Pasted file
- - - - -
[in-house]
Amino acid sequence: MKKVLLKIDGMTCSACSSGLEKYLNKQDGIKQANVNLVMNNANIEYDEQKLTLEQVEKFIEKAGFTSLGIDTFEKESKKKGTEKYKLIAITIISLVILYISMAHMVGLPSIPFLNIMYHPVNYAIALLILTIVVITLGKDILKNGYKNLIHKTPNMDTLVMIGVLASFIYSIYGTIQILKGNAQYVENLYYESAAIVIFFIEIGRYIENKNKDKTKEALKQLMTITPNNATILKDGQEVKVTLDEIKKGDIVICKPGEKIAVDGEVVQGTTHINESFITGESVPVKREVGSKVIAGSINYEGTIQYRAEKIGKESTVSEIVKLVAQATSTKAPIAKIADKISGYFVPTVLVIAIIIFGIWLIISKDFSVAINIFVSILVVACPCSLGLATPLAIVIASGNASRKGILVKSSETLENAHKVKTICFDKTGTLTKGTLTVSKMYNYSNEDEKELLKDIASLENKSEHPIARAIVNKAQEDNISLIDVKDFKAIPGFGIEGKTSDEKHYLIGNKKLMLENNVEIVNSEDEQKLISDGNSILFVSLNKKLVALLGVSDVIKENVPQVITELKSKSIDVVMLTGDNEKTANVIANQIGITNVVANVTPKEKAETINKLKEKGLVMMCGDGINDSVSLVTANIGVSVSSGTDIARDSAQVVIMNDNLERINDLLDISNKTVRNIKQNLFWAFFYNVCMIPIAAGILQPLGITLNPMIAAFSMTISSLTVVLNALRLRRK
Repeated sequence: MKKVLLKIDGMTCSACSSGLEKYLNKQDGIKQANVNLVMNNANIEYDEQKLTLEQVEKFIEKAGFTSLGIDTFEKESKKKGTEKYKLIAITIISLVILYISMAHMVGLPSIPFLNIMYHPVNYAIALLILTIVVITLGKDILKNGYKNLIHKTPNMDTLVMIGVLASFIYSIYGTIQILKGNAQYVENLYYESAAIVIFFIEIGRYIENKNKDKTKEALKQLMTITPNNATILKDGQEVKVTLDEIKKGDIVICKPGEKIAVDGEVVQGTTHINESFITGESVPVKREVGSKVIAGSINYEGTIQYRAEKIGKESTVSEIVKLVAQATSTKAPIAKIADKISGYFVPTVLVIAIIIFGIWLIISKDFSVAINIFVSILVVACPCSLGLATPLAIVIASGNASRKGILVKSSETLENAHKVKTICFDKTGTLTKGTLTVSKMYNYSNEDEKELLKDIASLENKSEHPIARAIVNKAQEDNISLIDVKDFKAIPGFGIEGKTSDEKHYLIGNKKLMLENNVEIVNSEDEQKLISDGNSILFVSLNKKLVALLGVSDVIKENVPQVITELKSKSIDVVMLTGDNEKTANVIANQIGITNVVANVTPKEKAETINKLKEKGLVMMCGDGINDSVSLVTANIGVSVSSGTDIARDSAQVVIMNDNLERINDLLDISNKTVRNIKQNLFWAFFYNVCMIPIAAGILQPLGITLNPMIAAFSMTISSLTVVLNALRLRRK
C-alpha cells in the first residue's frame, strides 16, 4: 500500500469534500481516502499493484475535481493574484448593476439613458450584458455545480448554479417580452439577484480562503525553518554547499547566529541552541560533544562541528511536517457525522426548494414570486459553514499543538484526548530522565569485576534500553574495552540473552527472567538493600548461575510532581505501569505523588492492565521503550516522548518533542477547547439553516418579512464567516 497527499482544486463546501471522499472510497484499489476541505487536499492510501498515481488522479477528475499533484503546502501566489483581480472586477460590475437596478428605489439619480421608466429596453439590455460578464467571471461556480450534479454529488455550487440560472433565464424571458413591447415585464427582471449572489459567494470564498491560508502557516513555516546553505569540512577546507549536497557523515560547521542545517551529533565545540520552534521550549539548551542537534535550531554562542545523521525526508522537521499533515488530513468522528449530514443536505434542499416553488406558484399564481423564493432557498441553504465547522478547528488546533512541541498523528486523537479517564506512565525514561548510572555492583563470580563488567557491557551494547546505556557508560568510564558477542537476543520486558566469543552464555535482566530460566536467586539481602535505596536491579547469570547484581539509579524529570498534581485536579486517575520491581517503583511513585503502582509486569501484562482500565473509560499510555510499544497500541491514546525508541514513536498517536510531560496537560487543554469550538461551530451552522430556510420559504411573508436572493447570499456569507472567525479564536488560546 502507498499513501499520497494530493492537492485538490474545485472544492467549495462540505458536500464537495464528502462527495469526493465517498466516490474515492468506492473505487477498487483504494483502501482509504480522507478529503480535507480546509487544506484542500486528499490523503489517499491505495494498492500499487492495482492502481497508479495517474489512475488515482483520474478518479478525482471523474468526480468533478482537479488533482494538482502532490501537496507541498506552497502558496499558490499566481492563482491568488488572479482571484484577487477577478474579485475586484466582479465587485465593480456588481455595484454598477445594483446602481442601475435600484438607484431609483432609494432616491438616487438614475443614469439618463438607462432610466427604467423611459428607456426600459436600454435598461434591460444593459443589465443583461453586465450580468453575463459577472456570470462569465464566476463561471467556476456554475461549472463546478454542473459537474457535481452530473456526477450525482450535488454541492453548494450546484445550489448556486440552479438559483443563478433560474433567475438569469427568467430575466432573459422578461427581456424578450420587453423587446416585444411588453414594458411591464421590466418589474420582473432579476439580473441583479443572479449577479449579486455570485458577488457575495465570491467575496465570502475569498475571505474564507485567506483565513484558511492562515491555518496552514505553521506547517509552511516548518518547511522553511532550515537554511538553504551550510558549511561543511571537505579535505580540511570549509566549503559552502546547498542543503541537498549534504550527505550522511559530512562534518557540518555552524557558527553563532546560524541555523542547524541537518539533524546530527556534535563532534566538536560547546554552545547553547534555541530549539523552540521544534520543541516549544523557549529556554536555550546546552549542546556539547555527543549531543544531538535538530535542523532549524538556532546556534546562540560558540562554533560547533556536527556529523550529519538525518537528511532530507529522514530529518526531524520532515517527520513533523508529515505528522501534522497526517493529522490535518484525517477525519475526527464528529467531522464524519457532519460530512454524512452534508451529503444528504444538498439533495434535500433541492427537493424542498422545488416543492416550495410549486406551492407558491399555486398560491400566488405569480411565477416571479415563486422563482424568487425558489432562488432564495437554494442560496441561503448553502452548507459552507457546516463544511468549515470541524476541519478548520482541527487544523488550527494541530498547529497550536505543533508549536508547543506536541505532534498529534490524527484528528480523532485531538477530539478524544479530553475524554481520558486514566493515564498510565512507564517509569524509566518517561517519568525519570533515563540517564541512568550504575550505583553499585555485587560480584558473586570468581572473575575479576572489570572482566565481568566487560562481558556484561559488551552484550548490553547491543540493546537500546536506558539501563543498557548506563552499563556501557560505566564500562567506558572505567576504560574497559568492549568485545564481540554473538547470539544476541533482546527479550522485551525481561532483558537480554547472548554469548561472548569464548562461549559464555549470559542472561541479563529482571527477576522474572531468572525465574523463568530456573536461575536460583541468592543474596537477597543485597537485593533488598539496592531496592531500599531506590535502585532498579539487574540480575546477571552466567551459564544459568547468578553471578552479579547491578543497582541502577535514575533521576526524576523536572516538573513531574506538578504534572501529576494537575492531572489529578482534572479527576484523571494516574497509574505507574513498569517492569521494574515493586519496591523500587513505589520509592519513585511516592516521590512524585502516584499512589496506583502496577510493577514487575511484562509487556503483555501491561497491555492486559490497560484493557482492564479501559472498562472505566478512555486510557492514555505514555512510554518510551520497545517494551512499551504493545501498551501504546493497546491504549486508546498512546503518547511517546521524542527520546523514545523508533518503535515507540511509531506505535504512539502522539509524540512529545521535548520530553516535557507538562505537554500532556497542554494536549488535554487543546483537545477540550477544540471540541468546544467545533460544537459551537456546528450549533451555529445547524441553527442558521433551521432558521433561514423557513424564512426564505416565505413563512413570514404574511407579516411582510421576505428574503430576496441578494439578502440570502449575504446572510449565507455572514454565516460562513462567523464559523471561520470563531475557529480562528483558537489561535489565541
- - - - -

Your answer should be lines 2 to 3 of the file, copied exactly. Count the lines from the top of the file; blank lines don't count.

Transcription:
Amino acid sequence: MKKVLLKIDGMTCSACSSGLEKYLNKQDGIKQANVNLVMNNANIEYDEQKLTLEQVEKFIEKAGFTSLGIDTFEKESKKKGTEKYKLIAITIISLVILYISMAHMVGLPSIPFLNIMYHPVNYAIALLILTIVVITLGKDILKNGYKNLIHKTPNMDTLVMIGVLASFIYSIYGTIQILKGNAQYVENLYYESAAIVIFFIEIGRYIENKNKDKTKEALKQLMTITPNNATILKDGQEVKVTLDEIKKGDIVICKPGEKIAVDGEVVQGTTHINESFITGESVPVKREVGSKVIAGSINYEGTIQYRAEKIGKESTVSEIVKLVAQATSTKAPIAKIADKISGYFVPTVLVIAIIIFGIWLIISKDFSVAINIFVSILVVACPCSLGLATPLAIVIASGNASRKGILVKSSETLENAHKVKTICFDKTGTLTKGTLTVSKMYNYSNEDEKELLKDIASLENKSEHPIARAIVNKAQEDNISLIDVKDFKAIPGFGIEGKTSDEKHYLIGNKKLMLENNVEIVNSEDEQKLISDGNSILFVSLNKKLVALLGVSDVIKENVPQVITELKSKSIDVVMLTGDNEKTANVIANQIGITNVVANVTPKEKAETINKLKEKGLVMMCGDGINDSVSLVTANIGVSVSSGTDIARDSAQVVIMNDNLERINDLLDISNKTVRNIKQNLFWAFFYNVCMIPIAAGILQPLGITLNPMIAAFSMTISSLTVVLNALRLRRK
Repeated sequence: MKKVLLKIDGMTCSACSSGLEKYLNKQDGIKQANVNLVMNNANIEYDEQKLTLEQVEKFIEKAGFTSLGIDTFEKESKKKGTEKYKLIAITIISLVILYISMAHMVGLPSIPFLNIMYHPVNYAIALLILTIVVITLGKDILKNGYKNLIHKTPNMDTLVMIGVLASFIYSIYGTIQILKGNAQYVENLYYESAAIVIFFIEIGRYIENKNKDKTKEALKQLMTITPNNATILKDGQEVKVTLDEIKKGDIVICKPGEKIAVDGEVVQGTTHINESFITGESVPVKREVGSKVIAGSINYEGTIQYRAEKIGKESTVSEIVKLVAQATSTKAPIAKIADKISGYFVPTVLVIAIIIFGIWLIISKDFSVAINIFVSILVVACPCSLGLATPLAIVIASGNASRKGILVKSSETLENAHKVKTICFDKTGTLTKGTLTVSKMYNYSNEDEKELLKDIASLENKSEHPIARAIVNKAQEDNISLIDVKDFKAIPGFGIEGKTSDEKHYLIGNKKLMLENNVEIVNSEDEQKLISDGNSILFVSLNKKLVALLGVSDVIKENVPQVITELKSKSIDVVMLTGDNEKTANVIANQIGITNVVANVTPKEKAETINKLKEKGLVMMCGDGINDSVSLVTANIGVSVSSGTDIARDSAQVVIMNDNLERINDLLDISNKTVRNIKQNLFWAFFYNVCMIPIAAGILQPLGITLNPMIAAFSMTISSLTVVLNALRLRRK